I produced this piece for an exhibition called Baby Castles X Arcade Review, in which the famed New York games collective teamed up with my favourite ever games magazine to pair videogames alongside critical essays via the medium of a crazy fucking art installation. AR is now defunct, but you can find its six wonderful issues (including a piece from me!) over at archive.org.
A modern computer display can show you more than 16 million distinct colours. This is nothing short of magical, but by now we’ve come to take such magic for granted. The landscapes we set as our desktop backgrounds look more or less like the ones we see in real life: the same red cliffs, the same blue oceans and the same green leaves.
In 1981 this was not the case. The Atari 2600—a machine designed explicitly for playing videogames—could theoretically show you 128 distinct colours (even though technical restrictions meant you’d see maybe a dozen in any given game). 128 was a lot.
Your parents’ IBM business computer, by contrast, absolutely was not designed for playing videogames. If configured to show only text (which was, after all, its intended purpose) it could display a whopping 16 distinct colours, each carefully selected to provide eye-melting contrast against the others. But if you wanted it to show you graphics—landscapes, characters or really anything else—it could only display about 4.
Of course, game developers could not help themselves. They were going to make videogames for it regardless—hundreds of them, it turned out—and just like musicians can spin pop hits out of only 4 chords, pixel artists could make sprawling fantasy adventures out of only 4 colours.
This is why, in 1981, every desktop computer game was pink.
Homesickened (which you can play FOR FREE on itch.io) constructs a 3d environment of the sort we’re used to seeing in today’s videogames, but then presents it to us through the filter of IBM’s old cyan-and-magenta colour palette. It has us wander the streets of the sad little town where our protagonist grew up. We gather they moved away as soon as they were able; we gather they are unhappy to have been forced to return. It’s fitting that we should imagine this place as some relic we half-remember from thirty years ago, since for the protagonist that’s precisely what it is.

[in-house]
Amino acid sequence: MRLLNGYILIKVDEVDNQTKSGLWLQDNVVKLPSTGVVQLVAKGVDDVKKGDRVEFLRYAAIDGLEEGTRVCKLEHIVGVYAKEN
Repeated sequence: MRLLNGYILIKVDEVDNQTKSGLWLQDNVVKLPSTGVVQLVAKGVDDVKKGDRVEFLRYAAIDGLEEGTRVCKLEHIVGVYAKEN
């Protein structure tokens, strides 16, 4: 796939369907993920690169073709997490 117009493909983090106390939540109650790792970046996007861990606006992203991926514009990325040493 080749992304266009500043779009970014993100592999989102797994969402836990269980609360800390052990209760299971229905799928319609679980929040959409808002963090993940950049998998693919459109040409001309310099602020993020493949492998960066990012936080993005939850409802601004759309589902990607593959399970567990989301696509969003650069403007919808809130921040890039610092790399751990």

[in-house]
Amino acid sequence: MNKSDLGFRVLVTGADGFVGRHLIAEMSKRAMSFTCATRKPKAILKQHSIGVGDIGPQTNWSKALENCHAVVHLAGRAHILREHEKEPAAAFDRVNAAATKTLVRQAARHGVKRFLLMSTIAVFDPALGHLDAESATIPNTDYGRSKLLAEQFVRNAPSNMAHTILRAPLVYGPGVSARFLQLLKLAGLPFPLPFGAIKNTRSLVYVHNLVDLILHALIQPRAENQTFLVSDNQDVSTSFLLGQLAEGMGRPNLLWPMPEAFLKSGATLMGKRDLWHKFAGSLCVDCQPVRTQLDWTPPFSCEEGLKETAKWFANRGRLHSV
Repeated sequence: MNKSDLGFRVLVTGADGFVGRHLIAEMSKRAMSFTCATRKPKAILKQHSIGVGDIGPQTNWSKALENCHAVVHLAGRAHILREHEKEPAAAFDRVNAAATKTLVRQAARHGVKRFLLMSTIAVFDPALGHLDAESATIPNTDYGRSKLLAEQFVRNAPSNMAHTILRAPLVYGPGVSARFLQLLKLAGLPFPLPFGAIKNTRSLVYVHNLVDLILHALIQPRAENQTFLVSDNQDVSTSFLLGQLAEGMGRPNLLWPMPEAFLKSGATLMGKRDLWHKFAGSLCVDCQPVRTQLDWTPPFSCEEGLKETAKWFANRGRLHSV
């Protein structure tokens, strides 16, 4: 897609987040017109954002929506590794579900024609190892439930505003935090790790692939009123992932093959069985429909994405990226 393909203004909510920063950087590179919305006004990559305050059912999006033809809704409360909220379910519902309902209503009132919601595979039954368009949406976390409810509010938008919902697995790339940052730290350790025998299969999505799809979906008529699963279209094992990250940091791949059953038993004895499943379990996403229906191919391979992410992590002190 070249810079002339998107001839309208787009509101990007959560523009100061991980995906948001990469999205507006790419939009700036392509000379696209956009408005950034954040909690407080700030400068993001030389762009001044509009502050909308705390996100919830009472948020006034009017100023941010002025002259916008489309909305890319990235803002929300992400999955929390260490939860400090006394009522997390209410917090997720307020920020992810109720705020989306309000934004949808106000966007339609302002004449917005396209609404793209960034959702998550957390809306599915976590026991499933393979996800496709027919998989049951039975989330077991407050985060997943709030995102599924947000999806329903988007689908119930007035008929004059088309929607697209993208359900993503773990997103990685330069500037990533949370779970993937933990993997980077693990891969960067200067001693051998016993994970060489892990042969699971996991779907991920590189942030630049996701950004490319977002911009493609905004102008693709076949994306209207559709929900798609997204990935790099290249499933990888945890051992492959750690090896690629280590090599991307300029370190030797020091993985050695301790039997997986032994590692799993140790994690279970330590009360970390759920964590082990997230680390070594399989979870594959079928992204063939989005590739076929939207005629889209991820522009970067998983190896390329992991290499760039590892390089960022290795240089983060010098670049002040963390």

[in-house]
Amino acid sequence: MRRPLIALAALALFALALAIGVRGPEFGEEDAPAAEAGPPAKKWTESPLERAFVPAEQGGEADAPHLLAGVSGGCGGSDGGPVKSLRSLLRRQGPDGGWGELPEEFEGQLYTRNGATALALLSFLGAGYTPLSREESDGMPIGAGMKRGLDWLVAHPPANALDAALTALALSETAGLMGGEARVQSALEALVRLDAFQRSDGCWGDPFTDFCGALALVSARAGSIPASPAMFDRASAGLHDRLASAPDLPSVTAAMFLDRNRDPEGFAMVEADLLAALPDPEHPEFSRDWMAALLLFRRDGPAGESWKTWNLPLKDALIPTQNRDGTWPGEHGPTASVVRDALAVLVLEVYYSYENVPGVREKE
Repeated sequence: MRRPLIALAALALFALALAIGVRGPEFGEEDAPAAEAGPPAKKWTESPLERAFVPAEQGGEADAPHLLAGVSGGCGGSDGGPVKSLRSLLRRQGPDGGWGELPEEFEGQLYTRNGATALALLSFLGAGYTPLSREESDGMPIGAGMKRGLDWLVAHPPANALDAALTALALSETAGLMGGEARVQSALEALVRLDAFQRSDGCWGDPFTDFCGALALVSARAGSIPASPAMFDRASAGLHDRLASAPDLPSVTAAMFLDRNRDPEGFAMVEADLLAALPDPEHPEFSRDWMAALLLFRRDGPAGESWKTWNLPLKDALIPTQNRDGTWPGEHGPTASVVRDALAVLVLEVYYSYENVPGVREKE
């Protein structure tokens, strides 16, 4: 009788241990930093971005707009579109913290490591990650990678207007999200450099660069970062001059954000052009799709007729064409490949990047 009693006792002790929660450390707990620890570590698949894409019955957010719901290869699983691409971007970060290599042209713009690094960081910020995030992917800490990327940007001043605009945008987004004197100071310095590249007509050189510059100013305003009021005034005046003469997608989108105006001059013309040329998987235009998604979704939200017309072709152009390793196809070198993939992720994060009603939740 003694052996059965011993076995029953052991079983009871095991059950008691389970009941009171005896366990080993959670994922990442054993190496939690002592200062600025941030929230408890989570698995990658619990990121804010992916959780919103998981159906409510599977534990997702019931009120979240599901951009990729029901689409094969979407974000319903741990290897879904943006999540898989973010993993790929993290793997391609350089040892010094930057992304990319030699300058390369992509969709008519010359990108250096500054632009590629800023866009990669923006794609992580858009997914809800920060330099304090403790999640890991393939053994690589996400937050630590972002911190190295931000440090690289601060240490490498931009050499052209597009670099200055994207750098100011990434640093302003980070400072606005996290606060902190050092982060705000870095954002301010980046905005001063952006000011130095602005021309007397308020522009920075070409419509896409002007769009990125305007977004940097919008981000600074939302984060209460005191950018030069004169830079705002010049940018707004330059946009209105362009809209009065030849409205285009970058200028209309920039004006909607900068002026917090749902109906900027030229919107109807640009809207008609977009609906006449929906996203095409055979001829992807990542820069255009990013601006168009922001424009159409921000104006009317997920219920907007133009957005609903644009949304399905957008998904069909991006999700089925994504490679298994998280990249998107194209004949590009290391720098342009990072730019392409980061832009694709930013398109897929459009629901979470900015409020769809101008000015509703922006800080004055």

Homesickened, we immediately notice, is more faithful to its ‘retro’ source material than the vast majority of its contemporaries. Many games strive to look, say, Atari-ish on the surface even as they incorporate a host of modern conveniences: moving more smoothly, using extra colours and so on. Homesickened does the opposite of this. We do not slide smoothly through the space, like the floating camera people we control in today’s shooter games. We move like it’s 1981: One, really, long, and, slow, frame, at, a, time.
This is a very intentional artistic choice. The computer could go two hundred times faster if the game’s author, Snapman, allowed it to. Picture a golden retriever with a milkbone balanced on its nose: That’s how badly the computer wants to speed things up, and training it to do otherwise requires devotion.
At first we are inclined to sympathize with the dog rather than the author. Research tells us that a delay of even one tenth of a second between pressing a button and seeing a response is enough to cause us a sort of physical pain, and Homesickened leans into this hard. It feels dysphoric when our computer refuses to let us take the action we’ve already decided we wish to take; as we watch the frames scan by, one or two per second, a nauseous feeling rises from our gut. The game’s cyan-coloured townspeople await us way off in the distance, inviting us to speak with them. We are impatient to know what they will say: what our new instructions shall be. We feel a little annoyed and a little bored. As players we so seldom want to wait.
Yet eventually we may notice a magic hiding in that space between the frames. It stretches out our sense of time, making it feel like years are passing with every step we take. It makes the town into a discontinuous space, occupying a discontinuous timeline. It mirrors the shape of our memories: distorted and fragmentary.
If we make it past our initial burst of nausea—if we demonstrate the patience and wonder we had for our parent’s old IBM—we discover a patchwork of compelling personal stories. There was a picnic, the protagonist tells us, in which they took food from another family’s plate because they mistakenly believed it was pot luck. They felt this family glare at them (in the way only bad memories can glare); they then ran crying into the woods.
These stories serve to silhouette the reasons why our protagonist moved away rather than attempting to enumerate them outright. Were they hungry because their own family could not afford food? Did social isolation make them fragile against embarrassment? Did this family at the picnic look down on them (or did the protagonist believe this to be the case)? We don’t find out, but we don’t really need to. It is obvious, somehow, why a person would want to leave this place. It is present in the space between the frames: a sickness that pervades everything. And as we tromp back and forth over these sad, slow streets, the computer tells us all we need to know.